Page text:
November 10, 2022
Building Academic Resilience in Literacy: Digital Reading Practices and Motivational and Cognitive Engagement
Eunjee Jang, Young S. Seo, Janina Brutt-Griffler
Reading Research Quarterly
Reading motivation and metacognitive strategies worked in tandem and sequentially to build resilient and strong readers and were also important mechanisms for linking digital reading practices to reading achievement.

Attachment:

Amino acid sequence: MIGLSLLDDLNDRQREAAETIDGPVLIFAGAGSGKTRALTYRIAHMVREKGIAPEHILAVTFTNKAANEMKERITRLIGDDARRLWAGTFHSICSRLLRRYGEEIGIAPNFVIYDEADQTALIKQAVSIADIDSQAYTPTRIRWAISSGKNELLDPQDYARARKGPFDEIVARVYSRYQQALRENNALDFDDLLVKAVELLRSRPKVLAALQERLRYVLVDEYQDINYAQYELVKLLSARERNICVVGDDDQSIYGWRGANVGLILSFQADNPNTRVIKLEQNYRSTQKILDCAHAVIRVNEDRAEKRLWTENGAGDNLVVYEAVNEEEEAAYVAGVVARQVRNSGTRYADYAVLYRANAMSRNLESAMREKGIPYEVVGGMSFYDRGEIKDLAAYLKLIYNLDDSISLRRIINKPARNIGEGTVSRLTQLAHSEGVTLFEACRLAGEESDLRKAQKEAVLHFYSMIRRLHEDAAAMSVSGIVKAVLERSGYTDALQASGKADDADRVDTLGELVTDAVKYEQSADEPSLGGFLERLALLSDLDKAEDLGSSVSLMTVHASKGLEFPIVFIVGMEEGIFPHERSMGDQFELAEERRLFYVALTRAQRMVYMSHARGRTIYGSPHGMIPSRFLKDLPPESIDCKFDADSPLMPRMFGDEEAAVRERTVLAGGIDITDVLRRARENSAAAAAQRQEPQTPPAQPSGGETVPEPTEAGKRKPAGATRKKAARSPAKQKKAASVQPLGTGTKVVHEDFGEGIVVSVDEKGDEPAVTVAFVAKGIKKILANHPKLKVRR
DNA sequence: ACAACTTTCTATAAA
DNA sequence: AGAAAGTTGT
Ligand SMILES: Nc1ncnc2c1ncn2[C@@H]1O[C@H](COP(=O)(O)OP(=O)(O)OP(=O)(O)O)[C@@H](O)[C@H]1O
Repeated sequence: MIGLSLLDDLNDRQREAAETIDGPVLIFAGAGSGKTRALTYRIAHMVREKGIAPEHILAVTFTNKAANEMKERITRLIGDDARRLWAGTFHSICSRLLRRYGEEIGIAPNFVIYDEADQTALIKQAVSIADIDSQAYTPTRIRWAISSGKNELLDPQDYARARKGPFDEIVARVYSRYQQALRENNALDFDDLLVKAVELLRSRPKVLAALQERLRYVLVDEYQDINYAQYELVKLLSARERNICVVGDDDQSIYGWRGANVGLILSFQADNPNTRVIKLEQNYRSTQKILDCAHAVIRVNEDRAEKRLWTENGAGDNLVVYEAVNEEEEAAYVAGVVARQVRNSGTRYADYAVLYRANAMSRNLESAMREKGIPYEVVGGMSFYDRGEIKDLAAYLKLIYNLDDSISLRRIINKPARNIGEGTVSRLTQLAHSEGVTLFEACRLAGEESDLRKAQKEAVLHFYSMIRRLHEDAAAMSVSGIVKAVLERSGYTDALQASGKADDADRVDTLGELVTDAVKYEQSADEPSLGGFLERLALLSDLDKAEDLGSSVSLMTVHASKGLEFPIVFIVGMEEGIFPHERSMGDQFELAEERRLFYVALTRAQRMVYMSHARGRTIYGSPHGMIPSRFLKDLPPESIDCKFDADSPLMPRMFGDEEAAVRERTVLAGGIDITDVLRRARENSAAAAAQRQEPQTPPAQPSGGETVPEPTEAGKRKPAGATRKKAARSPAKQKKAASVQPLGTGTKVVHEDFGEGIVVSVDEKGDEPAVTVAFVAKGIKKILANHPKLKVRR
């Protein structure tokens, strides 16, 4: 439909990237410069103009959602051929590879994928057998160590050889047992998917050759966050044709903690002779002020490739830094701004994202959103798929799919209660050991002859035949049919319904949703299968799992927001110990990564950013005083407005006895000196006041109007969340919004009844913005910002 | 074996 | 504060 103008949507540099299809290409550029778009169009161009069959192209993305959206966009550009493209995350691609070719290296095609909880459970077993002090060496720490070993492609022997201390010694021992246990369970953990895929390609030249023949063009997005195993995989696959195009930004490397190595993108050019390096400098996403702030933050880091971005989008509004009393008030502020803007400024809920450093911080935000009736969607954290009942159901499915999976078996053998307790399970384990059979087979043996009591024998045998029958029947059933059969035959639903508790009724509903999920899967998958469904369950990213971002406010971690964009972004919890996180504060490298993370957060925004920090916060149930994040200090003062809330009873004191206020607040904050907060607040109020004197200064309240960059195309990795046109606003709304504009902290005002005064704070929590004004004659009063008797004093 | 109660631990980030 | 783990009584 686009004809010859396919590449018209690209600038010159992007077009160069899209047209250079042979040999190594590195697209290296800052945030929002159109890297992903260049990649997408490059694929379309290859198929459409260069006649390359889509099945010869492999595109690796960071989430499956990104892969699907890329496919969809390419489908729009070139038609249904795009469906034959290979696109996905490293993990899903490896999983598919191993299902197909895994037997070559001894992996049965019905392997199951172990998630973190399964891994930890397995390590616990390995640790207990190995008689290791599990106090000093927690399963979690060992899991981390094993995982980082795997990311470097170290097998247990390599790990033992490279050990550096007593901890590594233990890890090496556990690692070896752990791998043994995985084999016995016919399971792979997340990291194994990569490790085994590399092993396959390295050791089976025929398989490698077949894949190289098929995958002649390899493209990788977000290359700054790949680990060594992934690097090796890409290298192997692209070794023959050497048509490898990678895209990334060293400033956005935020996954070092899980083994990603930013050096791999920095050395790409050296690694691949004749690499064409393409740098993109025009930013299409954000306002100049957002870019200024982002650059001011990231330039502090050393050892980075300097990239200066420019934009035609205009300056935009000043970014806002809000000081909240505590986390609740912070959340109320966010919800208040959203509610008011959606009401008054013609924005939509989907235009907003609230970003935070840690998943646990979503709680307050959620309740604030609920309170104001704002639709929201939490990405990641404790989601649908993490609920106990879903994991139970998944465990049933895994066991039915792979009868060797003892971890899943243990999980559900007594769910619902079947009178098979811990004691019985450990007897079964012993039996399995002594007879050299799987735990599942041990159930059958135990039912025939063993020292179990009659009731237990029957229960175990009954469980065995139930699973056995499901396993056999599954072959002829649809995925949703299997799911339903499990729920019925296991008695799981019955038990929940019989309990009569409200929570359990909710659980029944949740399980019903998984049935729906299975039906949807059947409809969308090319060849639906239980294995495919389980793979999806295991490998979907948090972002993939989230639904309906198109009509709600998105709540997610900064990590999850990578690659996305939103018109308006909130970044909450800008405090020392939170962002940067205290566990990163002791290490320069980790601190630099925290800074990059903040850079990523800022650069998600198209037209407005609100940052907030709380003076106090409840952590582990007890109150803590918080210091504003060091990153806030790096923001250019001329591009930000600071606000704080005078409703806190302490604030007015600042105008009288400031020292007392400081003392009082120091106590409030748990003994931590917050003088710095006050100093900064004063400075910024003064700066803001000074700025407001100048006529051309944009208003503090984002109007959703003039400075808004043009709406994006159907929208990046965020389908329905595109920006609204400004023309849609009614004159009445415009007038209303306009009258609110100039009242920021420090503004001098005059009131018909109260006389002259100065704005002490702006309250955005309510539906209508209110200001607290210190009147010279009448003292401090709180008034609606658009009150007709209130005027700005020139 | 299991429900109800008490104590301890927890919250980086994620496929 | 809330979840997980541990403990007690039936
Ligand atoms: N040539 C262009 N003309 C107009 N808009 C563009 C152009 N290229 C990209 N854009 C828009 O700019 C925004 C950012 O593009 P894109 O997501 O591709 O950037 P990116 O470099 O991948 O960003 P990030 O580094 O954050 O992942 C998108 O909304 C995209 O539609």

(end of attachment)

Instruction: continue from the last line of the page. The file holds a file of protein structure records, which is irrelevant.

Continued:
In this study, we used an academic resilience framework to explore how adolescents from low socioeconomic status (SES) backgrounds overcame adversity and achieved high levels of reading proficiency. Our main aim was to investigate whether digital reading practices and reading engagement (reading motivation and metacognitive strategies) could act as protective factors, individually and collectively, promoting academic resilience among students with low SES. We conducted a multi-group structural equation model analysis with serial mediators to identify the characteristics of resilient students and their resilience pathways. We used a nationally representative sample of US adolescents from the Program for International Student Assessment (PISA) 2018 data. The results indicated that engaged readers—internally motivated and strategic—were resilient readers. Reading engagement was a source of resilience and helped them achieve high proficiency in reading as a consequence. Reading motivation and metacognitive strategies worked in tandem and sequentially to build resilient and strong readers and were also important mechanisms for linking digital reading practices to reading achievement. We thus highlight simultaneous motivational and strategic development in reading for low-SES students. It is particularly critical to increase students' overall level of reading motivation and to strengthen its pathways to metacognitive strategies and reading achievement. This process would be enhanced further by incorporating digital reading practices into instruction for engaged reading. Digital reading was related to reading motivation, and then to better awareness of metacognitive strategies, which in turn was shown to be linked to increased reading achievement for all students.